PCW and DILG sign MOA to implement the Magna Carta of Women and GREAT Women Project
September 6, 2011, Quezon City – Stressing that women’s interests and gender concerns are non-partisan and generic, Department of Interior and Local Government (DILG) Secretary Jesse Robredo, together with Undersecretary for Local Government Austere Panadero, formalized the DILG partnership with the Philippine Commission on Women (PCW) on the implementation of RA 9710, also known as the Magna Carta of Women (MCW), and the Gender Responsive Economic Actions for the Transformation of Women (GREAT Women) Project.
Philippine Commission on Women (PCW) Chairperson Remedios Rikken said the partnership will augment the commission’s lack of local and regional presence. “DILG’s role in cascading gender and development outcomes at the LGU level is critical especially since the Magna Carta of Women requires all LGUs to have programs, projects, policies and services that respond to the needs of women and men,” Rikken said.
Records obtained from the Bureau of Local Government Development (BLGD) show a “very dismal LGU compliance” in submitting their GAD Plan and Budget and only 104 out of 1600 LGUs have their GAD Code. “I am directing all regional officers to prioritize these (concerns) and push for total compliance not only on the GAD Code and GAD Plan but also on the other requirements of the MCW,” Robredo said.
Robredo added that DILG must be after “compliance with substance” of LGUs. “There must be meaningful engagement and meaningful participation. You may have a GAD Plan but if the disbursement of the budget is not according to the plan, it is as good as not having a plan,” he said. Officers from different DILG bureaus, regional offices and attached agencies did an action plan on the DILG strategies to localize the MCW.
On the issue of women’s economic empowerment, Rikken said the GREAT Women Project, a governance and capacity development project, presents opportunites for the DILG to create a national and local enabling environment in support of women micro-entrepreneurs (WMEs). The project is currently working with 12 national government departments, 8 provincial sites and 36 city / municipal governments. “It is the duty of the DILG to study the GREAT Women pilot project and see how process can be replicated and institutionalized.. By doing so, LGUs can address the issues faced by WMEs such as lack of capital and access to markets, information, credit, training and technology, and social protection” Rikken said.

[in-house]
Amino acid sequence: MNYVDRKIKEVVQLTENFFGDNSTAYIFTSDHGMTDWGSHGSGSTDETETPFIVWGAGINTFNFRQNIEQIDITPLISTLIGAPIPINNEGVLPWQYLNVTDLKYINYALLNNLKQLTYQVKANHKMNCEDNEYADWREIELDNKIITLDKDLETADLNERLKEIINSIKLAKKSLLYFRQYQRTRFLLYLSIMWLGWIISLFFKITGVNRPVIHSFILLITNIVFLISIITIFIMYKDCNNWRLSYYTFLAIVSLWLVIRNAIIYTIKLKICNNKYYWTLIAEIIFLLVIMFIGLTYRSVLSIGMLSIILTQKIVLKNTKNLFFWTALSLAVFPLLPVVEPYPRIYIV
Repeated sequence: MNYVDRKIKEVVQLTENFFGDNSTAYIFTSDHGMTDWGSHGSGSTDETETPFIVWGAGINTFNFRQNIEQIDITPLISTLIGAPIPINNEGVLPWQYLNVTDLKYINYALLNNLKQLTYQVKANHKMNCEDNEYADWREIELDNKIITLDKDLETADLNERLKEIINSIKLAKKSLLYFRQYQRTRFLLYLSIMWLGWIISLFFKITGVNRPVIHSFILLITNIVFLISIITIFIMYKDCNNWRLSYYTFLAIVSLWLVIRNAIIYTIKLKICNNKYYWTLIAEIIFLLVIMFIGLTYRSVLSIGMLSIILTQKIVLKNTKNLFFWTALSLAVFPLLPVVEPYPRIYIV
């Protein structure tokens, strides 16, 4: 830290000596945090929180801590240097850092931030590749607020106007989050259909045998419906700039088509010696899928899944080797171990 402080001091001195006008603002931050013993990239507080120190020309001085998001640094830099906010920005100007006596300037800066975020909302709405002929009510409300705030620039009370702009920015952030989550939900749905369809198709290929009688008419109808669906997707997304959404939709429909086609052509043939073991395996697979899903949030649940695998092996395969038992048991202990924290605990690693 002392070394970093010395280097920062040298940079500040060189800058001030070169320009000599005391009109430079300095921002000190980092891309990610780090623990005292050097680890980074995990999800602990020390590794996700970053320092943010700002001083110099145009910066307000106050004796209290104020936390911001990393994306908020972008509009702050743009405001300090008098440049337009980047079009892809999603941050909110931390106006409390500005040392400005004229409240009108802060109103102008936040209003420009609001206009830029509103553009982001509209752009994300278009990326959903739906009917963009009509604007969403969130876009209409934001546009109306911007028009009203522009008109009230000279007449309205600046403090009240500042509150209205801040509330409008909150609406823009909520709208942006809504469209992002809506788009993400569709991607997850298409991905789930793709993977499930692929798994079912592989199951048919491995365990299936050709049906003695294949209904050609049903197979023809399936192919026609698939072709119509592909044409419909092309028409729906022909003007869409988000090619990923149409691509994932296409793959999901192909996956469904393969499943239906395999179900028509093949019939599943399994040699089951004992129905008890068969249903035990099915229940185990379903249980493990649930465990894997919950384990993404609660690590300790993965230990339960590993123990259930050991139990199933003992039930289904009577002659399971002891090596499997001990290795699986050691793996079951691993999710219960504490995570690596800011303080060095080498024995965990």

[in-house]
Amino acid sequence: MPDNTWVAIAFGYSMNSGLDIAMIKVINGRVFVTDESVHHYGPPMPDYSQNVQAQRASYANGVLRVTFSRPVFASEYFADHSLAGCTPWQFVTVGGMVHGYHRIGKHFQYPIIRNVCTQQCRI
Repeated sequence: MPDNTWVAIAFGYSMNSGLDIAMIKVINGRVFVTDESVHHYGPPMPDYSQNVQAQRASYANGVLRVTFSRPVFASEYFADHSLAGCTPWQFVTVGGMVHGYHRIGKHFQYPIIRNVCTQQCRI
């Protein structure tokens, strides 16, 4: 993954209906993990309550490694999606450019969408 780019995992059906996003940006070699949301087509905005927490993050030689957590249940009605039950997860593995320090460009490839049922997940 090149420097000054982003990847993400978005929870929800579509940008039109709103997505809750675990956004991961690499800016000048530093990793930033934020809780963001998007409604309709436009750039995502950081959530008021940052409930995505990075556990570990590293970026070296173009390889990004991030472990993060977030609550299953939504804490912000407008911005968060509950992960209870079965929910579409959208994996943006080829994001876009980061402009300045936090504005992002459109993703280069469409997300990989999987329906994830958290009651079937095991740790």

Robredo, a former local chief executive of Naga City which is one of the pilot areas of the project, said having a strong women’s organization in the LGU is important in implementing the GREAT Women Project nationwide. He encouraged LGUs to consult with women and include their interests in the LGU agenda in order to have “effective structures and mechanisms.”
“Dahil sa MOA signing na ito, papunta na ang DILG sa affirmative action,” Robredo said. The MCW defines affirmative action as a policy action that favors marginalized groups in society, such as women. While it is a special measure, it is not considered discriminatory since it aims to accelerate the attainment of equality of women. Affirmative action should not result in unequal or separate standards and must be discontinued when the objectives of equality of opportunity and treatment have been achieved.
The PCW and DILG partnerships in the past led to the formulation of several GAD-related programs and projects including the Gender-Responsive LGU Ka Ba Self-Assessment (GeRL Ka Ba?) Tool, and the Joint Memorandum Circular 2001-1 which contains the guidelines for the preparation of the annual GAD Plan and Budget of LGUs.